Grants Offer Suicide Prevention Hope: suicidepreventiongrantlaunch-464911.jpg

10 Jul 2019

Grants Offer Suicide Prevention Hope

The latest round of grants for suicide prevention work in some of the most at risk areas of Leeds have been awarded.

The funding, an investment by Leeds City Council announced by council leader Councillor Judith Blake, is targeted at supporting social activities for men determined by local men themselves and providing outreach work with targeted communities in order to reduce social isolation. Working closely with Leeds Community Foundation (LCF), the council is allocating funds to areas of need where activities for socially isolated men are lacking for communities with the highest suicide rates involving socially isolated men.

The programme is initially in place for three years, with over £70,000 distributed annually through both small grants of up to £10,000 and some large grants of up to £25,000.

Following Autumn 2018 and Spring 2019 funding bids £134,000 has been awarded to nine Third Sector organisations to deliver targeted approaches to support men in specific communities:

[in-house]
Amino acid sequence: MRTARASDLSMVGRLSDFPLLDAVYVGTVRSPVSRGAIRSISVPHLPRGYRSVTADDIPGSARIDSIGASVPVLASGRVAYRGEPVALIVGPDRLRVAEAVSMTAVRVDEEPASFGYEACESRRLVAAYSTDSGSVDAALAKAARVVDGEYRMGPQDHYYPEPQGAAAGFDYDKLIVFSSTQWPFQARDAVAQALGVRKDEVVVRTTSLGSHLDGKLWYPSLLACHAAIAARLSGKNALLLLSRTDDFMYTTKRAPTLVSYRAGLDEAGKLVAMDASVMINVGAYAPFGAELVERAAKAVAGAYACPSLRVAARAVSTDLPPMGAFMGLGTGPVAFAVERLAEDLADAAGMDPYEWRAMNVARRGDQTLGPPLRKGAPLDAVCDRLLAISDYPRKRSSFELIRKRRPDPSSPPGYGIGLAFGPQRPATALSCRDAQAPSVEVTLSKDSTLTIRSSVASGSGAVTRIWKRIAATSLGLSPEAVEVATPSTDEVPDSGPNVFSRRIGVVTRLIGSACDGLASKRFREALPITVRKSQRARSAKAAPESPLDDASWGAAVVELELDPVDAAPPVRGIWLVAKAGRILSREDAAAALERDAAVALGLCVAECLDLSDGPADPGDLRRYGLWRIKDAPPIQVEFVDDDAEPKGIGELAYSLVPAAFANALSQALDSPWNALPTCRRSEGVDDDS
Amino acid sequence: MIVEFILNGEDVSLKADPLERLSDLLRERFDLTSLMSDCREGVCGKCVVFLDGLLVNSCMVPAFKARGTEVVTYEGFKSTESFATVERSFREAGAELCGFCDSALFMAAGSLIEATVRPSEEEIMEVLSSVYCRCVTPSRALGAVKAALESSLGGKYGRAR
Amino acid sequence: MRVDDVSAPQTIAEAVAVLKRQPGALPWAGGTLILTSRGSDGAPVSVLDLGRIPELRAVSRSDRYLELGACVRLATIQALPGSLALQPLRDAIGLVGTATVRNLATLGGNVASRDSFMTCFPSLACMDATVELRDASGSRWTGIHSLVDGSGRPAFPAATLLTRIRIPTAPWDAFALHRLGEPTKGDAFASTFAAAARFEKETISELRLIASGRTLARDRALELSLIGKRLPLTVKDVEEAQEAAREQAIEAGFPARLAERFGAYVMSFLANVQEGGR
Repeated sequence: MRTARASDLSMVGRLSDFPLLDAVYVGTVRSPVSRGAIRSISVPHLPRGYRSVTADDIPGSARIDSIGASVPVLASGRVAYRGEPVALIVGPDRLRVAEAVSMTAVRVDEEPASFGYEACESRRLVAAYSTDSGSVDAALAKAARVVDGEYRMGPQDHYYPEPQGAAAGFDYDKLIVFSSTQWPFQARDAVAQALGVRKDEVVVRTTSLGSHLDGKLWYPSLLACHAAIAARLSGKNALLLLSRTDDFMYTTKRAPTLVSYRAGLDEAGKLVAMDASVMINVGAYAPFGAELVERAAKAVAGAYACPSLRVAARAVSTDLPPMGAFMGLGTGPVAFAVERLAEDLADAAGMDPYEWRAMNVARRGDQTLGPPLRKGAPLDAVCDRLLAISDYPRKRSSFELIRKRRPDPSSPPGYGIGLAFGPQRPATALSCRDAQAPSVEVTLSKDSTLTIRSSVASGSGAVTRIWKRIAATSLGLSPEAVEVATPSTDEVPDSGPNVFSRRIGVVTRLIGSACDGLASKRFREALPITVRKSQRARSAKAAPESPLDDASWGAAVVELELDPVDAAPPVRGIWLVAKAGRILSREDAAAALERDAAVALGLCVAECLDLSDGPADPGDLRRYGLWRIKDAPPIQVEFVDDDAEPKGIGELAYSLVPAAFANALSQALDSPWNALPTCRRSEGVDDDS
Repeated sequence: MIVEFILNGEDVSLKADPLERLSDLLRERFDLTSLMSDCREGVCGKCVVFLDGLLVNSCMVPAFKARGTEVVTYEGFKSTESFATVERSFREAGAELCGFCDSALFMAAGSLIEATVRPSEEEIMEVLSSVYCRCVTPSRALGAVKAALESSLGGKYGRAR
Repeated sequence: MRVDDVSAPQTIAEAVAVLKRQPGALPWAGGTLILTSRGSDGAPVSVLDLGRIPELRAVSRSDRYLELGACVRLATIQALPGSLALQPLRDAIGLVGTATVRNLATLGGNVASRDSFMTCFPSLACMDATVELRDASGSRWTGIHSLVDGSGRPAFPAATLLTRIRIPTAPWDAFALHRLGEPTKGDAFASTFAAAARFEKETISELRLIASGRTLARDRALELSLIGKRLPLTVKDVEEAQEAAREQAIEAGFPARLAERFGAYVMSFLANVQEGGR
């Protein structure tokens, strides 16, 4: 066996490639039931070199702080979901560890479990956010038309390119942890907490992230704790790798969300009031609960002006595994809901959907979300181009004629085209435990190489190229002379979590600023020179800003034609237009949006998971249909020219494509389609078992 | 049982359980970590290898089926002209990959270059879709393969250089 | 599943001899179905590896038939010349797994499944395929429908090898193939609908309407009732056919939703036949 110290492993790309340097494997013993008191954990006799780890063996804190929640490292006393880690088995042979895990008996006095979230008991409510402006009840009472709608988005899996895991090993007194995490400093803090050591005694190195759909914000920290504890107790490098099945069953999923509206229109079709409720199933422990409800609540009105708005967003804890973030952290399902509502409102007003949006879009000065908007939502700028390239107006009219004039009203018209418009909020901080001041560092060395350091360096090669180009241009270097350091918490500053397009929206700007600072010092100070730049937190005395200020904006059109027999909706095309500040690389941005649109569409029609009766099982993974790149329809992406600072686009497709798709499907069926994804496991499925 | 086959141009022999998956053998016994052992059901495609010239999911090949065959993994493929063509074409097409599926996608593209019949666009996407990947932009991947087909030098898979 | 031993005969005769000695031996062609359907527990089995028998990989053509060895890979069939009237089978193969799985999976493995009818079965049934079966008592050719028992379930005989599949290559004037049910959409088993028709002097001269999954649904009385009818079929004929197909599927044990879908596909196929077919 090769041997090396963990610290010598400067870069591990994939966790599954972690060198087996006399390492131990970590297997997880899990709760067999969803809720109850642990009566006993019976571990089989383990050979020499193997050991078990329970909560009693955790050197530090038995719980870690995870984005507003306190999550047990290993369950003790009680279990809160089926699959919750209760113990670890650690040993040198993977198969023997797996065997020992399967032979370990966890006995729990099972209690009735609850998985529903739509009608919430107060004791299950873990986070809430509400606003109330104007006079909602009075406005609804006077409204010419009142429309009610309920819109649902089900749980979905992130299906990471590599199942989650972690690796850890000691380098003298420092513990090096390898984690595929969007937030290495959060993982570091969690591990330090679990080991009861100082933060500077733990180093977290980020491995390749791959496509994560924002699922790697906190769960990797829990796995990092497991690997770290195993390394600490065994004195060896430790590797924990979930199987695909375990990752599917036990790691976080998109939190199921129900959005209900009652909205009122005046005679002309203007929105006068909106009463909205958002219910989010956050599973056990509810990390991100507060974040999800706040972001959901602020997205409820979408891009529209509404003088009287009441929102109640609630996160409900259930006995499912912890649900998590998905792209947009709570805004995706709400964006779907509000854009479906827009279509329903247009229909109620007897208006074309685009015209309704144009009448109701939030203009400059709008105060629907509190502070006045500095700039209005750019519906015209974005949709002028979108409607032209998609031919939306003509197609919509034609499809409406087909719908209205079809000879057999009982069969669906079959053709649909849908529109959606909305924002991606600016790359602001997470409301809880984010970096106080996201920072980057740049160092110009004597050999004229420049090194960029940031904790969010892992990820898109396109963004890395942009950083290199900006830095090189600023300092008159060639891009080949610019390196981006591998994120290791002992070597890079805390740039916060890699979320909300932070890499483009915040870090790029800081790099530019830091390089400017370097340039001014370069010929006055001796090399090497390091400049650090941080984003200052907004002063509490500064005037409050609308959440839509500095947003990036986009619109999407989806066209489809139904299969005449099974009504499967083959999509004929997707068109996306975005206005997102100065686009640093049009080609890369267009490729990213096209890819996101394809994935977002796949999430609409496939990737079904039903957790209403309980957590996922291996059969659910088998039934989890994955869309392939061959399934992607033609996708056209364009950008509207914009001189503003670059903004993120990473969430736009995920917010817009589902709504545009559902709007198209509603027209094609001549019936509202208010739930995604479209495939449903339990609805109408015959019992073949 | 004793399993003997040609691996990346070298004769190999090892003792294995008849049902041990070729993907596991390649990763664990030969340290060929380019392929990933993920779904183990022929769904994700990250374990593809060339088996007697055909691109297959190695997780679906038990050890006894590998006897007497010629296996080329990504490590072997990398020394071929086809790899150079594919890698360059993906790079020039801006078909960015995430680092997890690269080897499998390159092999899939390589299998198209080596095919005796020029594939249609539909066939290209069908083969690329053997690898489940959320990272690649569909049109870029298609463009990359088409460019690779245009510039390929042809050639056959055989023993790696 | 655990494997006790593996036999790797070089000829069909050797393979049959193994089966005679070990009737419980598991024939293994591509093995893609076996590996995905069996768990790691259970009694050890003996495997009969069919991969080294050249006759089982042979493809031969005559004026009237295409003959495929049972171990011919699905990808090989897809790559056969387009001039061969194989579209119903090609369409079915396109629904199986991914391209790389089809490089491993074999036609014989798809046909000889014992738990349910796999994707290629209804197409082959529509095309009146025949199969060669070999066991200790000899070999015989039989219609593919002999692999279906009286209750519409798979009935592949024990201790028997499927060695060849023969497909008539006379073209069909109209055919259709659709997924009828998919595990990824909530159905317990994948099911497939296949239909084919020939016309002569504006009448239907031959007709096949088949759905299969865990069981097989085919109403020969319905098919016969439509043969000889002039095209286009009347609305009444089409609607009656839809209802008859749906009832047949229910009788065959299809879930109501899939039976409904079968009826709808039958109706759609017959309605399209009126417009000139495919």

Cllr Rebecca Charlwood, Leeds City Council executive member for Adults, Health and Wellbeing, said:

 “Reducing suicide, attempted suicide and self-harm across Leeds is an absolute priority for the council. Sadly, we know that nationally men are over three times more likely to take their own life, and so we are committed to funding new and innovative ways to support individuals from higher-risk groups to live happier, healthier and more fulfilling lives.

“We also know that certain areas of the city experience higher levels of suicide and self-harm than others, and these grants are an excellent opportunity to connect with and make a difference in communities where it is most needed.

“Working closely with Leeds Community Foundation organisations, individuals and their loved ones, we can focus our local community engagement in order to build a better understanding of this important issue and work towards reducing the stigma surrounding mental health, which we hope will make a real difference citywide.”

 Kate Hainsworth, CEO of Leeds Community Foundation, said:

“We have been delighted with the creative approaches and sound knowledge of men’s health issues shown in these two rounds of applications. We know many different people and organisations in the city are keen to support suicide prevention work. This three year grant programme is a great opportunity for local organisations to bid for funding to deliver activities they know will work in their community and we encourage other groups working in the target areas to apply to future rounds in 2020 onwards.”

Successful awards have gone to: